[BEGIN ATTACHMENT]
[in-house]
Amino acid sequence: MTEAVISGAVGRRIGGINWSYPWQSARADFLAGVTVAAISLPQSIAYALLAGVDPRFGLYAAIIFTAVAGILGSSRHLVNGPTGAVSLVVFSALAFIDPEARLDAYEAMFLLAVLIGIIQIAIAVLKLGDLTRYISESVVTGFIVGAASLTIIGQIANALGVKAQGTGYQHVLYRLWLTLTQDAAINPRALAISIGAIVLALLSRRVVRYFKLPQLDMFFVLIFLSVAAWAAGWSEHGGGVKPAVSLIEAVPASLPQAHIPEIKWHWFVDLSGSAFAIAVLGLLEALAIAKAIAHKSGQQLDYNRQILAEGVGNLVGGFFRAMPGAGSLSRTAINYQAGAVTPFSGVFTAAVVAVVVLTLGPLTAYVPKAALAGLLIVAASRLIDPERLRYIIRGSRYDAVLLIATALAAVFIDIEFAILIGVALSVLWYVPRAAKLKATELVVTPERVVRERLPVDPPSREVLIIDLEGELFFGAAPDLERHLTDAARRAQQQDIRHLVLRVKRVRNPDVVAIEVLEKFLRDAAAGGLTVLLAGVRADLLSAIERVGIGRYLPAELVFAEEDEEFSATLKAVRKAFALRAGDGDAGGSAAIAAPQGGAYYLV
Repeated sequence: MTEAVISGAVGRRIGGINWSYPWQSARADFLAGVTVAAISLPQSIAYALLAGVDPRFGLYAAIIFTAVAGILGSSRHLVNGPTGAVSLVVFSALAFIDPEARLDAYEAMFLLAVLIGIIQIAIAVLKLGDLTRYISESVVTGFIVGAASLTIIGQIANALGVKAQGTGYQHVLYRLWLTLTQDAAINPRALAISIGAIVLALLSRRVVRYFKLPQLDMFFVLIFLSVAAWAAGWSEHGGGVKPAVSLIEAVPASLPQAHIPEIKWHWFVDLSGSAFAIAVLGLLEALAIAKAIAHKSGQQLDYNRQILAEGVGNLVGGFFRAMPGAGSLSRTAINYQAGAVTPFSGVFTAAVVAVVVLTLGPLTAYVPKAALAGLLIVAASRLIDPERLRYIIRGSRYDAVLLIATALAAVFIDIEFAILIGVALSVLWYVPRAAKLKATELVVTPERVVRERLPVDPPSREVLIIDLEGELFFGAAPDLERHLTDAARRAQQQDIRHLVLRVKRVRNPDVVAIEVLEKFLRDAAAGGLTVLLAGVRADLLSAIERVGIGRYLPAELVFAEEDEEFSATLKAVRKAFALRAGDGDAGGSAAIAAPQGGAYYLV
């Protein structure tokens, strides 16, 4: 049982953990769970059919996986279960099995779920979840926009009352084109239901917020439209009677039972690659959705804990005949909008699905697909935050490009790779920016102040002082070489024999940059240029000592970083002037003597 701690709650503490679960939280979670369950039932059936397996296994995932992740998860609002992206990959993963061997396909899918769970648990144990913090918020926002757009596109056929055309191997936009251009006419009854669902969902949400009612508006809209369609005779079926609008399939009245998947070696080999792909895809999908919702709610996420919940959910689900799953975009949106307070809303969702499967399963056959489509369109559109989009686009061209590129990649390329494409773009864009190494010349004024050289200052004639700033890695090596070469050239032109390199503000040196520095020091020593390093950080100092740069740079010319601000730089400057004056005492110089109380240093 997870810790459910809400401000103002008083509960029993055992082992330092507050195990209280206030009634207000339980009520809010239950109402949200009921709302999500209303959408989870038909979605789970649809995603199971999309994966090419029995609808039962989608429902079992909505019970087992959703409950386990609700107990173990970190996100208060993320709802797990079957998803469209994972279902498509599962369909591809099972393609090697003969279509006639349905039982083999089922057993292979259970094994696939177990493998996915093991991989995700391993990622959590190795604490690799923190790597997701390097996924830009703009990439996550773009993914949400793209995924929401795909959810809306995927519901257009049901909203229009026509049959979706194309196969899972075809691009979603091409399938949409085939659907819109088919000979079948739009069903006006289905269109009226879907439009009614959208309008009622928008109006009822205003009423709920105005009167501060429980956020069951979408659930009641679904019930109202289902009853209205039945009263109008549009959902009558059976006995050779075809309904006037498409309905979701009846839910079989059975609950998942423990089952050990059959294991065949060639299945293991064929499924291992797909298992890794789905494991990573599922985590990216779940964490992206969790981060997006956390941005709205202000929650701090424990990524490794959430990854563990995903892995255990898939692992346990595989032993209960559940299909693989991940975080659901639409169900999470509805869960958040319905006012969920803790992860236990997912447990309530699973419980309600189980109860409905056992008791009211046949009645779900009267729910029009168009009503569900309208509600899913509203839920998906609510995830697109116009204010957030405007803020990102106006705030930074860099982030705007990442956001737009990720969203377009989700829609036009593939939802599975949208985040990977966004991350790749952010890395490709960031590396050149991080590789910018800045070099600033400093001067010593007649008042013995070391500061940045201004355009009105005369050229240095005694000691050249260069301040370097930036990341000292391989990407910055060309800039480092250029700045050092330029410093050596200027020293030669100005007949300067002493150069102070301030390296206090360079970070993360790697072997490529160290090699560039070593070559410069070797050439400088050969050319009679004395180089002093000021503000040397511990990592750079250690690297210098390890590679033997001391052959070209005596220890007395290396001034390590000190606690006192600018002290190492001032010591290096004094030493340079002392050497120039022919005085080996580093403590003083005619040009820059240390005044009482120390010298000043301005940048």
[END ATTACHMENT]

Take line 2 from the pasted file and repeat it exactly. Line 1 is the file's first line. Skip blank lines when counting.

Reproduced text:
Amino acid sequence: MTEAVISGAVGRRIGGINWSYPWQSARADFLAGVTVAAISLPQSIAYALLAGVDPRFGLYAAIIFTAVAGILGSSRHLVNGPTGAVSLVVFSALAFIDPEARLDAYEAMFLLAVLIGIIQIAIAVLKLGDLTRYISESVVTGFIVGAASLTIIGQIANALGVKAQGTGYQHVLYRLWLTLTQDAAINPRALAISIGAIVLALLSRRVVRYFKLPQLDMFFVLIFLSVAAWAAGWSEHGGGVKPAVSLIEAVPASLPQAHIPEIKWHWFVDLSGSAFAIAVLGLLEALAIAKAIAHKSGQQLDYNRQILAEGVGNLVGGFFRAMPGAGSLSRTAINYQAGAVTPFSGVFTAAVVAVVVLTLGPLTAYVPKAALAGLLIVAASRLIDPERLRYIIRGSRYDAVLLIATALAAVFIDIEFAILIGVALSVLWYVPRAAKLKATELVVTPERVVRERLPVDPPSREVLIIDLEGELFFGAAPDLERHLTDAARRAQQQDIRHLVLRVKRVRNPDVVAIEVLEKFLRDAAAGGLTVLLAGVRADLLSAIERVGIGRYLPAELVFAEEDEEFSATLKAVRKAFALRAGDGDAGGSAAIAAPQGGAYYLV